chooses the server of his choice and initiates a request to a server. That is, the user sends a message to the corresponding browser, which then commands the server to allow the connection. When the last user requesting access to a server disconnects, the browser commands the server to close. During this period, the user- browser-server interaction must work without fault. The security (expressed as a safety property) requires that the operation of the system satises certain timing constraints, the server remains open, and provides the requested information (not violating time constraints) during every period of transaction. A high-level class structure diagram of the model in UML-based notation is shown in Figure 1. The . The Browser class has two port types, @ with User class has one port type with signature signature , and @ with signature . The Server class has one port type with signature . The gure shows that a port type, modeled as a class, has an aggregation relationship with the class for which it is intended. An association relationship between compatible port types is shown. A port identier is declared as a variable of type @ in User class, and a variable of type is introduced in Browser class. Time constraints and functionality of objects of classes are described in statechart diagrams. A formal specication includes structural and behavioral information. User Model The statechart diagram for User is shown in Figure 2(a). The signicant states of a User object are idle, toAccess, access, leave. At any instant, a user is in one of these states. In the Idle state, a user has not initiated any request. To access the server, the user sends the event Get to the browser used by it in state Idle, and changes his state to toAccess. In state toAccess, the attribute cr is set to pid, the identier of the port where Get occurs. This transition is the constraining transition for two time constraints, labeled TCvar1 and TCvar2. Within 2 to 4 units of time of outputting the request (specied by TCvar1), the user accesses the server. That is, the user changes his state to access by initiating the internal event In. The state leave is reached when the user has retrieved the information requested, and this happens within 6 units of time (specied by TCvar2) from the instant the user requested access to the server. The user sends the message Exit to the browser and reaches the initial state. The formal specication of the User class is shown in Figure 2(b).

S1: idle

Get / cr=pid && TCvar1=0 AND TCvar2=0

S2: toAccess

Exit[ pid=cr && true && TCvar2<6 ] In[ true && true && TCvar1>2 AND TCvar1<4 ]

S4: leave Out

S3: access

(a) User Statechart

Class User [@R] Events: Get!@R, Out, Exit!@R, In States: *idle, access, leave, toAccess Attributes: cr:@C Traits: AttributeFunction: idle ; access ; leave ; toAccess cr ; TransitionSpecications: R1: idle,toAccess ; Get(true); true R2: access,leave ; Out(true); true R3: leave,idle ; Exit(pid = cr); true R4: toAccess,access ; In(true); true TimeConstraints: TCvar2: R1, Exit, [0, 6], ; TCvar1: R1, In, [2, 4], ; end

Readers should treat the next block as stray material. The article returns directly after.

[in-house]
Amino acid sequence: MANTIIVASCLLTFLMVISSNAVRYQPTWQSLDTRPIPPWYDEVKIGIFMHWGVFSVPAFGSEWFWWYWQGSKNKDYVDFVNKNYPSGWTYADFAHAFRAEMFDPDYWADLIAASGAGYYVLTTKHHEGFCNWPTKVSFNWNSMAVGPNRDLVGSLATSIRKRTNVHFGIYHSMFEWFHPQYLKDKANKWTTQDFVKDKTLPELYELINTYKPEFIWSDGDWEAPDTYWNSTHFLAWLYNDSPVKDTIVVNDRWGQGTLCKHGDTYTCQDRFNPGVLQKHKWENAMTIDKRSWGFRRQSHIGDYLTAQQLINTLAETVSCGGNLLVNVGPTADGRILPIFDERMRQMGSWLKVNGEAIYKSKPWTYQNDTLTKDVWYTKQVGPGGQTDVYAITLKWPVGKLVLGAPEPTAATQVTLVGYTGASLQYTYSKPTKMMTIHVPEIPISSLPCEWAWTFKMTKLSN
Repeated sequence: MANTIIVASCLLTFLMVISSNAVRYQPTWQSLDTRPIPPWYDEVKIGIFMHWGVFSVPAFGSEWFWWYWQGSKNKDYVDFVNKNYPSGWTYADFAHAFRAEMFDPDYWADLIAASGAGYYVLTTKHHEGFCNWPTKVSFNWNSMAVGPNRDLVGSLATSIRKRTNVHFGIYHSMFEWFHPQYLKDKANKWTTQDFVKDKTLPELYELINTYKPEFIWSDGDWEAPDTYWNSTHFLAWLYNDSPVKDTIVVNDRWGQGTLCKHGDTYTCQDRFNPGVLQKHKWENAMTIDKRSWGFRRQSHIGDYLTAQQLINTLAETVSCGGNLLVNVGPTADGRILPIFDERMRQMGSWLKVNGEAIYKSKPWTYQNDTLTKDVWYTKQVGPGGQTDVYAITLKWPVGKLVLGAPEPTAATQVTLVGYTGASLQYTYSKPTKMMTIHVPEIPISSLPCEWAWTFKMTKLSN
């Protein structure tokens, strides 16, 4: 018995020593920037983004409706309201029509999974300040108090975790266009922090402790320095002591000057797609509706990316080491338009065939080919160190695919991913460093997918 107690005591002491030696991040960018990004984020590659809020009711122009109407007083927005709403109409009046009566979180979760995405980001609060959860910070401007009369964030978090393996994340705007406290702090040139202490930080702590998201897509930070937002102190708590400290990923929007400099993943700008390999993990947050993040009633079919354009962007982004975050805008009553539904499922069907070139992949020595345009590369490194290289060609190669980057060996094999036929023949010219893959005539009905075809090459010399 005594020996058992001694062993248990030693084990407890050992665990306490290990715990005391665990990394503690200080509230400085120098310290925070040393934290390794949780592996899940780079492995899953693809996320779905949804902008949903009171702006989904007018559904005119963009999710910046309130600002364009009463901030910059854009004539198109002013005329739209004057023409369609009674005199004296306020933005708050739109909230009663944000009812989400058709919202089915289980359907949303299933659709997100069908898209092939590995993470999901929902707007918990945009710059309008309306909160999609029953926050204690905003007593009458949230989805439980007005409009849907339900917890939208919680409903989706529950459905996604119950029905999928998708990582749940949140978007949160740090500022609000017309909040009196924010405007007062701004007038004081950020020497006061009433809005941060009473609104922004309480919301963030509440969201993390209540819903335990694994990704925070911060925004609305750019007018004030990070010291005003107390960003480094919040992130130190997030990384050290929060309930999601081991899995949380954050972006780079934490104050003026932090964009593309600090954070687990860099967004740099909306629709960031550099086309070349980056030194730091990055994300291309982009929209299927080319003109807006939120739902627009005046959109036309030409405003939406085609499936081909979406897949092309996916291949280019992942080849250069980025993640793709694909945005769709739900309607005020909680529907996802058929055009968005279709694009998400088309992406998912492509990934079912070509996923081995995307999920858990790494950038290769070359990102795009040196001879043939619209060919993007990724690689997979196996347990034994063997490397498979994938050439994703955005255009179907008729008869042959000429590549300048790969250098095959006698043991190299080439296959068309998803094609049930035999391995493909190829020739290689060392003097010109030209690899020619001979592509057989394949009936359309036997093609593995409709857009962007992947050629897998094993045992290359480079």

cr =pid; true; true; true;

(b) User class Specication

Figure 2: User Class

Get[ NOT(member(pid,inSet)) && true ] / inSet=insert(pid,inSet) Get / inSet=insert(pid,inSet) &&TCvar1=0 C1: idle C2: activate

Permit[ true && true && TCvar1>0 AND TCvar1<1 ]

StopPermit[ true && true && TCvar2>0 AND TCvar2 < 1 ]

Get[ NOT (member(pid,inSet)) &&true ] / inSet=insert(pid,inSet)

C4: deactivate

C3: monitor

Exit[ member(pid,inSet) && size(inSet)=1 ] / inSet=delete(pid,inSet) && TCvar2=0 Exit[ member(pid,inSet) && size(inSet)>1 ] / inSet=delete(pid,inSet)

(a) Browser Statechart

Class Browser [@P, @Y] Events: Permit!@Y, Get?@P, StopPermit!@Y, Exit?@P States: *idle, activate, deactivate, monitor Attributes: inSet:PSet Traits: Set[@P,PSet] AttributeFunction: inSet ; deactivate inSet ; activate monitor inSet ; idle ; TransitionSpecications: R1: activate,monitor ; Permit(true); true true; R2: activate,activate ; Get(NOT(member(pid,inSet))); true inSet = insert(pid,inSet); R3: deactivate,idle ; StopPermit(true); true true; R4: monitor,deactivate ; Exit(member(pid,inSet)); size(inSet) = 1 inSet = delete(pid,inSet); R5: monitor,monitor ; Exit(member(pid,inSet)); size(inSet) 1 inSet = delete(pid,inSet); R6: monitor,monitor ; Get(!(member(pid,inSet))); true inSet = insert(pid,inSet); R7: idle,activate ; Get(true); true inSet = insert(pid,inSet); TimeConstraints: TCvar1: R7, Permit, [0, 1], ; TCvar2: R4, StopPermit, [0, 1], ; end

(b) Browser class Specication

Figure 3: Browser class

G1: idle

Permit / true && TCvar1=0

G2: toOpen

DisAllow[ true && true && TCvar2 >1 AND TCvar2< 2 ]

Allow[ true && true && TCvar1>0 AND TCvar1 < 1 ]

G3: toClose StopPermit / true && TCvar2=0

G3: opened

(a) Server Statechart

Class Server [@S] Events: Permit?@S, Allow, DisAllow, StopPermit?@S States: *Idle, toClose, toOpen, opened Attributes: Traits: AttributeFunction: ; toClose ; Idle toOpen ; opened ; TransitionSpecications: true; R1: Idle,toOpen ; Permit(true); true R2: toOpen,opened ; Allow(true); true true; true; R3: toClose,Idle ; DisAllow(true); true true; R4: opened,toClose ; StopPermit(true); true TimeConstraints: TCvar1: R1, Allow, [0, 1], ; TCvar2: R4, DisAllow, [1, 2], ; end